Excimer Laser Technology
Doctors have been routinely treating nearsightedness, farsightedness and astigmatism with incisional procedures such as Radial Keratotomy and Astigmatic Keratotomy for over 25 years. By the early 1980s, they began looking at lasers to improve the precision and predictability of altering the shape of the cornea. Researchers found that IBM’s new Excimer laser, used initially for etching computer chips, had medical applications as well. Now in its second decade of use, the technologically advanced Excimer laser has added a tremendous amount of precision, control and safety to treating nearsightedness, farsightedness and astigmatism.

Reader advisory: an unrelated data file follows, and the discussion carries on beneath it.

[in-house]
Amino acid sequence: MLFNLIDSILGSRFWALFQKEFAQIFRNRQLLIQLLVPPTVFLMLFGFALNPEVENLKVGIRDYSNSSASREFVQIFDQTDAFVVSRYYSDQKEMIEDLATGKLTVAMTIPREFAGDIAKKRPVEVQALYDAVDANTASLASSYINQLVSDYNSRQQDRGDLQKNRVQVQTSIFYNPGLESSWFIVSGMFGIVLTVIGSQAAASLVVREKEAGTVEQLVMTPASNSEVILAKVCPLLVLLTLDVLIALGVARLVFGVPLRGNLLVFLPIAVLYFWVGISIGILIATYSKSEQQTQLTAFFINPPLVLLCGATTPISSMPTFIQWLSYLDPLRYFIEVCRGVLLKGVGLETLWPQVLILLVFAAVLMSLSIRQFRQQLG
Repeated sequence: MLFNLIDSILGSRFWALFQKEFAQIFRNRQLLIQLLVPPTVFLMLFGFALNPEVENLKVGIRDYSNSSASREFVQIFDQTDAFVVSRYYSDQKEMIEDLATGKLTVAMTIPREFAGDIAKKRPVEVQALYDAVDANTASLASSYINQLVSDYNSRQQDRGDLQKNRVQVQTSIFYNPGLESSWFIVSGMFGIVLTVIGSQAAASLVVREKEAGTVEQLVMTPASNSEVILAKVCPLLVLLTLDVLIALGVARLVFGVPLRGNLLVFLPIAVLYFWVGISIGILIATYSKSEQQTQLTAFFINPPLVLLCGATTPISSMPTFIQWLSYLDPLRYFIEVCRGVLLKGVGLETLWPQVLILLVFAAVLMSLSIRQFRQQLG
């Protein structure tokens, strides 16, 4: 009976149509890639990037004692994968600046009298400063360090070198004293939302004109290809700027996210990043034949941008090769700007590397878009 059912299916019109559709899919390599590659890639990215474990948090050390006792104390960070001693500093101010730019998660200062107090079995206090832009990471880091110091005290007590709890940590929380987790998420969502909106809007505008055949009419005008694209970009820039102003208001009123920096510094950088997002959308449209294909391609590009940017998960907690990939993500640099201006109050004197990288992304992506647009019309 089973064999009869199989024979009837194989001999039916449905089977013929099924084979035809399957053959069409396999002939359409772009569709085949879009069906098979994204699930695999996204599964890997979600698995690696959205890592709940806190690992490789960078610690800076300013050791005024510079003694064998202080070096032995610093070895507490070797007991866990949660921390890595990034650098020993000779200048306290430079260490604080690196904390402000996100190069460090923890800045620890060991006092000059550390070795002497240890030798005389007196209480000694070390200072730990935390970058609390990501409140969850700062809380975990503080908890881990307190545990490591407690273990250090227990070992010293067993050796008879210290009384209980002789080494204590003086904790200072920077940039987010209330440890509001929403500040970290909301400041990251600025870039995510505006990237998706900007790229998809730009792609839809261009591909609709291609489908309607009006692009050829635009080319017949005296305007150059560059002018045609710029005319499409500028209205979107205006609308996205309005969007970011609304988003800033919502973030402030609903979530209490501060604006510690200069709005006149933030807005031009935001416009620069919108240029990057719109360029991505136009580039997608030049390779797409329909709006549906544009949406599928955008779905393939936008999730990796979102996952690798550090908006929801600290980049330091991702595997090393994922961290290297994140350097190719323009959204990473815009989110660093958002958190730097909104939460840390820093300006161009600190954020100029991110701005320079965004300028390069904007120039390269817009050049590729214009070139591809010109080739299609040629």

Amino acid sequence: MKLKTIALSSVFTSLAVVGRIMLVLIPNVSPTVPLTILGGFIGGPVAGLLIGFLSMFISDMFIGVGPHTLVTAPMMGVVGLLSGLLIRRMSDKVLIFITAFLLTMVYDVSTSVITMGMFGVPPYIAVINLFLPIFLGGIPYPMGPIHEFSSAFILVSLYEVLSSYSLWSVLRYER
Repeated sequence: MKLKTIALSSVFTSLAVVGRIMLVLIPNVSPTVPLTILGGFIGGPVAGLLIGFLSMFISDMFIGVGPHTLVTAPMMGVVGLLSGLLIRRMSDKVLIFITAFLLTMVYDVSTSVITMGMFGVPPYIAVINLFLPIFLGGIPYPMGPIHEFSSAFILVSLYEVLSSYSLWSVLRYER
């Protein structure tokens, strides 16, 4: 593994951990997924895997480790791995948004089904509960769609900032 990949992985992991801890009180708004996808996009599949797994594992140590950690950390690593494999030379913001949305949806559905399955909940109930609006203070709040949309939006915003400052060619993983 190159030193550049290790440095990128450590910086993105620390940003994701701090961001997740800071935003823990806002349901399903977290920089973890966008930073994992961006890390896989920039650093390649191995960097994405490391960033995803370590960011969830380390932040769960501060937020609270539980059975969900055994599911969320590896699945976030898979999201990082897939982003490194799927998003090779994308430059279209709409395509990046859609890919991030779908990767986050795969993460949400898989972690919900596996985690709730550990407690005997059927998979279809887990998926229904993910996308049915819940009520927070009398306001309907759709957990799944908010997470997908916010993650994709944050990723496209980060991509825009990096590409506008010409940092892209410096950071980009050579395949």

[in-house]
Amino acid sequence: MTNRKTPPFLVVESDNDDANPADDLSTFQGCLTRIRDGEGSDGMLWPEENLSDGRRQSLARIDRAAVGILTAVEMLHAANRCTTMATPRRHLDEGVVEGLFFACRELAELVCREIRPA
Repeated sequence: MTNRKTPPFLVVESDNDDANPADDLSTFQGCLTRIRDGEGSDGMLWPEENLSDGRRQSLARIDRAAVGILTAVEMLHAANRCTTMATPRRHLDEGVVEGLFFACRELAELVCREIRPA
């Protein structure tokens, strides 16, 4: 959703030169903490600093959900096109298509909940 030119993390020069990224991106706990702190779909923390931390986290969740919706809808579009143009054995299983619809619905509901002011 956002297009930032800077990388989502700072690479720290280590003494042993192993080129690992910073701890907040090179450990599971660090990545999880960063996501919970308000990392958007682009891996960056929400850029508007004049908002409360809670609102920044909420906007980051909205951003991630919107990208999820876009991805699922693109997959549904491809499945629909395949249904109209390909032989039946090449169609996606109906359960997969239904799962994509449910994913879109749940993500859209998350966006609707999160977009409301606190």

Its ability to remove corneal tissue with accuracy up to 0.25 microns (0.00004 of an inch) with each pulse makes the Excimer laser so well suited for correcting vision. Often, only 50 microns of tissue (about the thickness of a human hair) are removed to achieve the proper amount of correction.
The Excimer laser produces a “cool” light beam that does not damage surrounding tissue. High-energy photons from the laser break the molecular bonds a few layers a time.
Dr. Planchard uses the Excimer lasers and can match the unique characteristics of your eye to the unique capabilities of the laser.